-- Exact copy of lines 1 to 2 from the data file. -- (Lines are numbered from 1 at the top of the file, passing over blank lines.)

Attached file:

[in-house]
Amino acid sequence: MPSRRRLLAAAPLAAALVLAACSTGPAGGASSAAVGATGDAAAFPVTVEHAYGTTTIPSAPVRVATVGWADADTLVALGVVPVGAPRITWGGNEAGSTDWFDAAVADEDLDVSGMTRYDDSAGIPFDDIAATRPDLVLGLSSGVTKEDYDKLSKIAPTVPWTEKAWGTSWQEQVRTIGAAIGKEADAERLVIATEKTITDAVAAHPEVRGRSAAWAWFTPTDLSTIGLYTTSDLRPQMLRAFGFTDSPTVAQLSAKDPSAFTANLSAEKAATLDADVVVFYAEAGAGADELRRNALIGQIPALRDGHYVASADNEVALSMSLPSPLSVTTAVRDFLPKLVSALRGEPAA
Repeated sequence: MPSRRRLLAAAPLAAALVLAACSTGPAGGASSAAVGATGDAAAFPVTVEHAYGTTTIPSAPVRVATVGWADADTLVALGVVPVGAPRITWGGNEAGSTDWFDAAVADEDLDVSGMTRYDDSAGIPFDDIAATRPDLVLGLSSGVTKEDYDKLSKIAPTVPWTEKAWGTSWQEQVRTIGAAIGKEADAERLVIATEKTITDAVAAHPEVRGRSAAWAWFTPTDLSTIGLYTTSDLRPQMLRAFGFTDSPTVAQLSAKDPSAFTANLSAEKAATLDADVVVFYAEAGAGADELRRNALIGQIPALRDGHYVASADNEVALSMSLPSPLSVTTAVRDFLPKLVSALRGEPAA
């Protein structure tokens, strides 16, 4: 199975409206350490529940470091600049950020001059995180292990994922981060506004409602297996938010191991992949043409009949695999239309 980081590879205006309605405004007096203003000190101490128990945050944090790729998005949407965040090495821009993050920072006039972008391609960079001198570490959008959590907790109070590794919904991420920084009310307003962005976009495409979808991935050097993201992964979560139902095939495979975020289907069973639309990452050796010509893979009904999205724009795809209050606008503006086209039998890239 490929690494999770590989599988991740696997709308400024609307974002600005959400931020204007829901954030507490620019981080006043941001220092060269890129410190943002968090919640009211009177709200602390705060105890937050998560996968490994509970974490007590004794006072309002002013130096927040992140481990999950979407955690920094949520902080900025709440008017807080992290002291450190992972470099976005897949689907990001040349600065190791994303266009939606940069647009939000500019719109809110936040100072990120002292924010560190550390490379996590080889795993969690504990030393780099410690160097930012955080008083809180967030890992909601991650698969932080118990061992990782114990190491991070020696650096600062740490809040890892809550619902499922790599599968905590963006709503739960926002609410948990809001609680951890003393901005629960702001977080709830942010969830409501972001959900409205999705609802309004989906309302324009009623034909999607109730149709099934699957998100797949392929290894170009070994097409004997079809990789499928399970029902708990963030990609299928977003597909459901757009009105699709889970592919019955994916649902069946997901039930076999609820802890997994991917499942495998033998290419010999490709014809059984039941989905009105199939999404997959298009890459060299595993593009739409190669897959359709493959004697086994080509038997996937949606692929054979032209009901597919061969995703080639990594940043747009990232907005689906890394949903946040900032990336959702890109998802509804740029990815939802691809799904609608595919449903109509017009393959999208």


[in-house]
Amino acid sequence: MPSRRRLLAAAPLAAALVLAACSTGPAGGASSAAVGATGDAAAFPVTVEHAYGTTTIPSAPVRVATVGWADADTLVALGVVPVGAPRITWGGNEAGSTDWFDAAVADEDLDVSGMTRYDDSAGIPFDDIAATRPDLVLGLSSGVTKEDYDKLSKIAPTVPWTEKAWGTSWQEQVRTIGAAIGKEADAERLVIATEKTITDAVAAHPEVRGRSAAWAWFTPTDLSTIGLYTTSDLRPQMLRAFGFTDSPTVAQLSAKDPSAFTANLSAEKAATLDADVVVFYAEAGAGADELRRNALIGQIPALRDGHYVASADNEVALSMSLPSPLSVTTAVRDFLPKLVSALRGEPAA